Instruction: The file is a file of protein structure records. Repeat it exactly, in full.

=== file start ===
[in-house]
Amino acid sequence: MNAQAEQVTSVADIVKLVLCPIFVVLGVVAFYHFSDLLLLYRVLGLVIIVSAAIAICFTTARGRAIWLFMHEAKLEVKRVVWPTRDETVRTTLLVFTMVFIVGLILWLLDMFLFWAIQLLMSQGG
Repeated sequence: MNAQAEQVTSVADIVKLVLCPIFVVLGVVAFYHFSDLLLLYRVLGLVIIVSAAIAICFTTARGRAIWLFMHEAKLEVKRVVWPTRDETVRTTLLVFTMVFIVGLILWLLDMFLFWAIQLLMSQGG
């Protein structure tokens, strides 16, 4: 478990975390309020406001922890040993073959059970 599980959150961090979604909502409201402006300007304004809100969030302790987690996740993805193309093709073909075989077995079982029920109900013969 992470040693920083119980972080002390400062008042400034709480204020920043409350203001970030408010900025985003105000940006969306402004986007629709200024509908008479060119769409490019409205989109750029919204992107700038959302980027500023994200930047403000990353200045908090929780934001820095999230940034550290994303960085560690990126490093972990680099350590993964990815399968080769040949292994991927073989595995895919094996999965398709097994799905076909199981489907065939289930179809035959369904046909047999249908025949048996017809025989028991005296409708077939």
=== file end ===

[in-house]
Amino acid sequence: MNAQAEQVTSVADIVKLVLCPIFVVLGVVAFYHFSDLLLLYRVLGLVIIVSAAIAICFTTARGRAIWLFMHEAKLEVKRVVWPTRDETVRTTLLVFTMVFIVGLILWLLDMFLFWAIQLLMSQGG
Repeated sequence: MNAQAEQVTSVADIVKLVLCPIFVVLGVVAFYHFSDLLLLYRVLGLVIIVSAAIAICFTTARGRAIWLFMHEAKLEVKRVVWPTRDETVRTTLLVFTMVFIVGLILWLLDMFLFWAIQLLMSQGG
């Protein structure tokens, strides 16, 4: 478990975390309020406001922890040993073959059970 599980959150961090979604909502409201402006300007304004809100969030302790987690996740993805193309093709073909075989077995079982029920109900013969 992470040693920083119980972080002390400062008042400034709480204020920043409350203001970030408010900025985003105000940006969306402004986007629709200024509908008479060119769409490019409205989109750029919204992107700038959302980027500023994200930047403000990353200045908090929780934001820095999230940034550290994303960085560690990126490093972990680099350590993964990815399968080769040949292994991927073989595995895919094996999965398709097994799905076909199981489907065939289930179809035959369904046909047999249908025949048996017809025989028991005296409708077939």